Christine de Lignières: Your work is visually related to a high-modernist formalism that includes Bauhaus, De Stijl, Mondrian … to aesthetic movements, at a certain period in history. Do you feel a kinship with those artists?

Joan Waltemath: I don’t really approach my work stylistically in relation to Modernism because the kind of geometry that I’m working with is so old, and I mean mostly it’s been used in architecture. If you look at plans from Gothic and Romanesque churches, from the pyramids, the Ziggurats — these geometric forms obey certain mathematical laws of nature. That’s the basis of the grid I work on using harmonic ratios. The lineage of modernism is something that I’m obviously in tune with, but my focal point is more on the timeless nature of the geometry itself and how it’s able to open certain doors of perception. Weiterlesen


Art, and the experience of looking at art in galleries or museums, has dramatically changed over the last few decades.

We believe that the forces that are driving this change have by now distorted art to a degree that we feel compelled to not only declare this a crisis, but to urgently call for a dramatic and fundamental revision and rethink of art in every area of its agency to avoid its own complete obliteration. Weiterlesen


Wann immer ich unter der Woche eine Galerie besuche, erlebe ich eine Situation, an die wir uns anscheinend gewöhnt haben, und das schon seit einigen Jahren. Ich spreche nicht allein von den kleinen Galerien, sondern hauptsächlich von der großen, oder, wenn Sie so wollen, von denen, die auf dem internationalen Parkett der Kunst eine Rolle spielen. Weiterlesen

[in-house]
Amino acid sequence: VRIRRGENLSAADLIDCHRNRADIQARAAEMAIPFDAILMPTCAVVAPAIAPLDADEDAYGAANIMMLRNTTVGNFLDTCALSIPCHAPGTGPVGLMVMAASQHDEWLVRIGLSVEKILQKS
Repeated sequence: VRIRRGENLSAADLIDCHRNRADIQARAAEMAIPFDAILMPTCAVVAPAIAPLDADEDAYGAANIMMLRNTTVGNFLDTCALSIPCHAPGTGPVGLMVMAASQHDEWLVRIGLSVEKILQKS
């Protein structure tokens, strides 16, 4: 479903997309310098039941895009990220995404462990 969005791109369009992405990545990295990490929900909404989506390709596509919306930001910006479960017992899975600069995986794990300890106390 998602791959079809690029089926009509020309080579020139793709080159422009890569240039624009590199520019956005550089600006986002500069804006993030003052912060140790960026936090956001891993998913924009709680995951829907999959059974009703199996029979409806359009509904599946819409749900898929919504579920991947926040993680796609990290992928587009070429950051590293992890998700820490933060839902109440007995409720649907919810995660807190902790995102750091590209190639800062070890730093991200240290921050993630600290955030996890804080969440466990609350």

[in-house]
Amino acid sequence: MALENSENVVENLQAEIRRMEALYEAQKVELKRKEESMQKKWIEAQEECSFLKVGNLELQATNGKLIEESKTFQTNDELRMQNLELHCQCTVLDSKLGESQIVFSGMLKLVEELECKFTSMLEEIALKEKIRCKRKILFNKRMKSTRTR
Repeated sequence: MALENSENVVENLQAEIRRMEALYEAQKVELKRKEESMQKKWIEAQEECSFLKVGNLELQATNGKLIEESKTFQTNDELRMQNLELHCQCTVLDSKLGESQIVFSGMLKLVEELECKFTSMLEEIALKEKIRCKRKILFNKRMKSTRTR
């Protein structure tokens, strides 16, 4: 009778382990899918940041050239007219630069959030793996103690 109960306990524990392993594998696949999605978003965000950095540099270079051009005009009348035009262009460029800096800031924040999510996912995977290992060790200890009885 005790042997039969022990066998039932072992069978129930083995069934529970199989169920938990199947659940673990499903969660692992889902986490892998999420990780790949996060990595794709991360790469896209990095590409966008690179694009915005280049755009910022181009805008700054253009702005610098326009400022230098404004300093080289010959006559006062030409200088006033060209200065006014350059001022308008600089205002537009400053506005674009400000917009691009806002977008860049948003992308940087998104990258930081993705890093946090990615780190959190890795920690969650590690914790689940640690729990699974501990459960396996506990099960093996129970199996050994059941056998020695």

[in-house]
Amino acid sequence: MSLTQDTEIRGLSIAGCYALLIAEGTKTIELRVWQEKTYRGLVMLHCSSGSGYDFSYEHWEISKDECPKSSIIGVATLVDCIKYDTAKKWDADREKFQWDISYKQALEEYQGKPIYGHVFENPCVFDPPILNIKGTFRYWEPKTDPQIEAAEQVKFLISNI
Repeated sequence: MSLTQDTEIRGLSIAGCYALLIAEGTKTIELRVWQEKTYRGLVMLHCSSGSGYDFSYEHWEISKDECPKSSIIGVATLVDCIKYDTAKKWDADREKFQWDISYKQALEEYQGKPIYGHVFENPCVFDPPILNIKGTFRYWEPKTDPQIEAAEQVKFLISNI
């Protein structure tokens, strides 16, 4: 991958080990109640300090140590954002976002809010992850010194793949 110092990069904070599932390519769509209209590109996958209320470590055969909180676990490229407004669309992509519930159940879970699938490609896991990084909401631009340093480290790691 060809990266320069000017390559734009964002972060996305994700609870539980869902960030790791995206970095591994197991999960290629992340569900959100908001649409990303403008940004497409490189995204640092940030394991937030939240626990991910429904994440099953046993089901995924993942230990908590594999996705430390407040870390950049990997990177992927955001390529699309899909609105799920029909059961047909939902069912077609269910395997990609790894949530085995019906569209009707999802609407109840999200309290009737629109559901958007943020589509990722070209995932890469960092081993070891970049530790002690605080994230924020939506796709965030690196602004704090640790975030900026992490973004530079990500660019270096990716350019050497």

Joan Waltemath: When you said during a recent panel discussion that you thought there was a complete loss of critical consciousness in the art world, that really made my evening, the recognition that what is being written now is not critically conscious and that there must be a reinvestment in critical awareness in order to have art. If market value is really what determines what is being shown and seen in museums, well, market values are really the same everywhere, are they not?

Robert C. Morgan: It seems to me that we are in an era now where it is not enough to be from Zimbabwe, Nigeria, Indonesia, or Mongolia, but you have to somehow take what that culture is about, and your own experiences within that culture, and make it palatable on the level of a kind of global system of exchange. In other words, you have to use the vehicle of some westernized post-colonial political theory to explain it. In fact, to prove it. But there is a fundamental problem here because art is not something you prove. Art is something that provokes, that generates ideas, and hopefully takes you to another level of feeling where you begin to open up and realize yourself as another inhabitant of the world. But that role for art has been temporarily displaced. Weiterlesen


Neulich hat mich ein Dealer aus London besucht, der (glaube ich) nach Berlin von der Biennale in Venedig gekommen ist. Gleich beim Eintreten in mein Atelier fragte er mich: ‚Richard, do you know the actual tendency in art?‘ Ich antwortete: ‚I do know it. But, tell me what’s that?‘ (ich dachte, dass tatsächlich etwas wesentliches entstanden ist). Und er darauf: ‚The Name of the new tendency in art is art market!‚ und brach in Gelächter aus. Weiterlesen